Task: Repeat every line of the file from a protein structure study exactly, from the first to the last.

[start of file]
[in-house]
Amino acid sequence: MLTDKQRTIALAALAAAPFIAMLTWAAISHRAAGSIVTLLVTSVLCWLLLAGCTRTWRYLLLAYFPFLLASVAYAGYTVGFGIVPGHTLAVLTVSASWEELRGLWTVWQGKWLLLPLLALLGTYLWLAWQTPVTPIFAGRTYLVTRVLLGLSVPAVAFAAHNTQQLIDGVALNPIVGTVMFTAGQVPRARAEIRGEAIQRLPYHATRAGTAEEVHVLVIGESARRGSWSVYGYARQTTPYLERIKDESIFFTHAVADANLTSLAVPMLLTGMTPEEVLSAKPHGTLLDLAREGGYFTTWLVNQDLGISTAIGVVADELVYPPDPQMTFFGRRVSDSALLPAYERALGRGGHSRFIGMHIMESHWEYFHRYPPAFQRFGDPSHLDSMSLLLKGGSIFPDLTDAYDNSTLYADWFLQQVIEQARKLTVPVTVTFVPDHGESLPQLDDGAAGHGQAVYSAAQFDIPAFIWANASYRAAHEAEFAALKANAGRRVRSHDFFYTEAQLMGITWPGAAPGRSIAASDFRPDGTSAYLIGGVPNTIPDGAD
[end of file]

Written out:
[in-house]
Amino acid sequence: MLTDKQRTIALAALAAAPFIAMLTWAAISHRAAGSIVTLLVTSVLCWLLLAGCTRTWRYLLLAYFPFLLASVAYAGYTVGFGIVPGHTLAVLTVSASWEELRGLWTVWQGKWLLLPLLALLGTYLWLAWQTPVTPIFAGRTYLVTRVLLGLSVPAVAFAAHNTQQLIDGVALNPIVGTVMFTAGQVPRARAEIRGEAIQRLPYHATRAGTAEEVHVLVIGESARRGSWSVYGYARQTTPYLERIKDESIFFTHAVADANLTSLAVPMLLTGMTPEEVLSAKPHGTLLDLAREGGYFTTWLVNQDLGISTAIGVVADELVYPPDPQMTFFGRRVSDSALLPAYERALGRGGHSRFIGMHIMESHWEYFHRYPPAFQRFGDPSHLDSMSLLLKGGSIFPDLTDAYDNSTLYADWFLQQVIEQARKLTVPVTVTFVPDHGESLPQLDDGAAGHGQAVYSAAQFDIPAFIWANASYRAAHEAEFAALKANAGRRVRSHDFFYTEAQLMGITWPGAAPGRSIAASDFRPDGTSAYLIGGVPNTIPDGAD